Knowledge-Based Practice

Power as Knowing Participation in Change Theory®

Power is the capacity to participate knowingly in change. Power is being aware of what one is choosing to do, feeling free to do it, and doing it intentionally. Power is not a thing to be acquired but a process that becomes a practice.

There are four indivisible dimensions of power: awareness, choices, freedom to act intentionally, and involvement in creating change. There are two types of power: power-as-control and power-as-freedom. The traditional power-as-control theories view power as the ability to prevent or cause change. Barrett’s theory proposes that in both types of power, change occurs in a dynamic process of these four dimensions. It is how one chooses to use power that determines whether it is power-as-control or power-as-freedom.

The objective is sex risk behavior change by changing sex scripts

Maximizing change in the desired direction requires all of the power dimensions: awareness, choices, freedom to act intentionally, and involvement in creating change. Unknowing participation in change differs from power since it is participation that lacks one or more of these dimensions.

This view of power as freedom is called power as knowing participation in change was developed by a nurse, Dr. Elizabeth Ann Barrett.

We appreciate the contribution of her thinking about power to assist us in interpreting women’s stories. The potential of these videos to promote change is important because the majority of women in the U.S. (90%) who are HIV infected were infected through unprotected sex with a male partner who had HIV.

Sex Script Theory (Simon & Gagnon, 1986) and Barrett’s Theory of Power as Knowing Participation in Change ® were integrated into a framework to explain young adult urban women’s unprotected sex, particularly with men they perceive to be engaging in an HIV risk behavior. Based on previous content analysis of focus groups with young urban women, sex scripts were conceptualized as either lower or higher power sex scripts.

It is important to note that both lower and higher power sex scripts were found to be germane and contemporary expressions among young urban women.

Lower Power Sex Scripts: Disappointment, Heartbreak, and Risk of HIV/AIDS

We listened and learned. We learned that having sex without using condoms is a usual practice to get a man, to hold on to a man, to show trust, and to get and stay close. Some women talked of “Having to Satisfy a Man” and accepting cheating because of “What He’s Doing for Me”, and to hold on to him, “As Long as He Comes Home to Me.” Some women said that they were “Blinded by Love”. We call these Lower Power Sex Scripts. Lower power means women have a lower awareness of themselves as women (using disrespectful names to describe themselves), seeing few choices (Need Him, As long as He Comes Home to Me), and were going about their lives to “Do Whatever it Takes” to satisfy and hold onto a man who was cheating on them.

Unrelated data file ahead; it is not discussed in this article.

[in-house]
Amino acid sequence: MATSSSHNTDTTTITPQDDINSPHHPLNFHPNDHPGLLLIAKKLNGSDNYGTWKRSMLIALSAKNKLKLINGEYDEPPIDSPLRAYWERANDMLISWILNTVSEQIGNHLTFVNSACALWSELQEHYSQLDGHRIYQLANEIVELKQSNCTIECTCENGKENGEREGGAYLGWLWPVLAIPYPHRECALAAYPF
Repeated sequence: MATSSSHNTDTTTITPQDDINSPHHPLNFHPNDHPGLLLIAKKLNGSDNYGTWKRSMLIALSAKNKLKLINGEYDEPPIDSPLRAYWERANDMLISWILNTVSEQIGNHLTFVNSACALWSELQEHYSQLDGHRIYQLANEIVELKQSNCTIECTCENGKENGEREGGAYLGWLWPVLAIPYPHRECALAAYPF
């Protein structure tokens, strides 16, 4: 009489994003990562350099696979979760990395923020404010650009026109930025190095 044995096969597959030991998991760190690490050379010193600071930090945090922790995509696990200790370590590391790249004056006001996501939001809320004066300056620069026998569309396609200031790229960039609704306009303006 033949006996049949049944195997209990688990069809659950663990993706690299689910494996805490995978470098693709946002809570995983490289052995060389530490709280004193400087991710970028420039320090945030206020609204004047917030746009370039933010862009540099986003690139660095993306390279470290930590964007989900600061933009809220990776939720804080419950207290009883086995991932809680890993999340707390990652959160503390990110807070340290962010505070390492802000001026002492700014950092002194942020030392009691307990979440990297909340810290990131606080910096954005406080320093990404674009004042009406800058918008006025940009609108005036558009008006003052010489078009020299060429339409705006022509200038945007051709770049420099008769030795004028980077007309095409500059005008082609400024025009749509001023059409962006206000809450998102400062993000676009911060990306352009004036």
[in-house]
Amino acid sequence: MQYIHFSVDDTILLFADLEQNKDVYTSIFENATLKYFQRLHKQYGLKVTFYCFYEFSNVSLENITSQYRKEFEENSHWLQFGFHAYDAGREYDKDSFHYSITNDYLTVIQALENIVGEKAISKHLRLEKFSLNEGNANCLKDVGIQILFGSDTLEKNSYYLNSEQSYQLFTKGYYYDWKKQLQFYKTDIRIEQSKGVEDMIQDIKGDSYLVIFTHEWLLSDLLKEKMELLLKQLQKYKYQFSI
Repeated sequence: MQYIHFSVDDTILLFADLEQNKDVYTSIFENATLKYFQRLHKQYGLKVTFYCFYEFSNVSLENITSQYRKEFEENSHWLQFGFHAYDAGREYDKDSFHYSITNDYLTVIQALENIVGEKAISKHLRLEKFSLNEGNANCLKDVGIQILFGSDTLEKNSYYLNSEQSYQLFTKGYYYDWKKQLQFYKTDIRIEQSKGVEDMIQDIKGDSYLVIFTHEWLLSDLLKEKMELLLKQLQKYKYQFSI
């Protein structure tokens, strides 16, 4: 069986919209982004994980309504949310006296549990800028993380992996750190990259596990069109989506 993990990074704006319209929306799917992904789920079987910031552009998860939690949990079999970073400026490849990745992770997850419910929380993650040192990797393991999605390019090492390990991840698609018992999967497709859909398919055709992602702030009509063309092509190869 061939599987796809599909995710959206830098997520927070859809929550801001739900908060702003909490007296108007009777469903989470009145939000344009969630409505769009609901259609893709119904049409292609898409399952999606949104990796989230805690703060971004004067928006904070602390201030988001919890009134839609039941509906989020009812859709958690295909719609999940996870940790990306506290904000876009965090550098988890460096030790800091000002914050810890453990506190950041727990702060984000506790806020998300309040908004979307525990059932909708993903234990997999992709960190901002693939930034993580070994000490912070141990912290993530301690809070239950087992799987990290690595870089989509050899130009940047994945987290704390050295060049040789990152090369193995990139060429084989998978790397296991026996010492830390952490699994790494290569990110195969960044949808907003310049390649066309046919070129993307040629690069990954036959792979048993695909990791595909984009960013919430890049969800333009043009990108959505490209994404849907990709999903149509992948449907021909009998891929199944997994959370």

The problem with the strategy of unprotected sex to hold onto a man is that it never seems to work!

The men leave anyway and the women end up unhappy and worse. Worse can mean feeling badly most of the time, it can mean financial problems, the baby’s father is gone, and it can also mean HIV infection.

Higher Power Sex Scripts: Don’t Allow Bad Relationships to Get in Your Way, You Don’t Own Me

We also heard Higher Power Sex Scripts from women who are aware of themselves as being worthy of respect and see themselves as having more choices in life and men. They tended to see their dreams (what we call choices) and then to go after their dreams, not allowing bad relationships to get in their way. We heard stories about Girl Power, Expecting Sex is NOT All Right, Take the Power, and You Don’t Own Me. Women had a lot to say about good relationships with men- men who really supported them to meet their own needs. First they clearly saw what their needs were, and they felt the freedom to act on their intentions. They participated knowingly in change and that’s what we call power.

Power is the freedom to act with intention to get the things we want. What many women want is to love and to enjoy sexual relations with their partner/s.

But many of us cave into power as control, that is, when someone acts to control and we let him control, so we lessen our power as freedom.

Why is this work important?

According to the Centers for Disease Control, for women, the most prevalent route of HIV transmission is unprotected sex with HIV infected men, accounting for 90% of transmission in 13 to 24 year old, and 87% in 25 to 34 year old women. Our research has led us to understand that most women are aware that their partners are engaging in behaviors that place them at risk if they engage in unprotected sex. But they have unprotected sex anyway…for many reasons…mostly to hold on. But to hold onto what?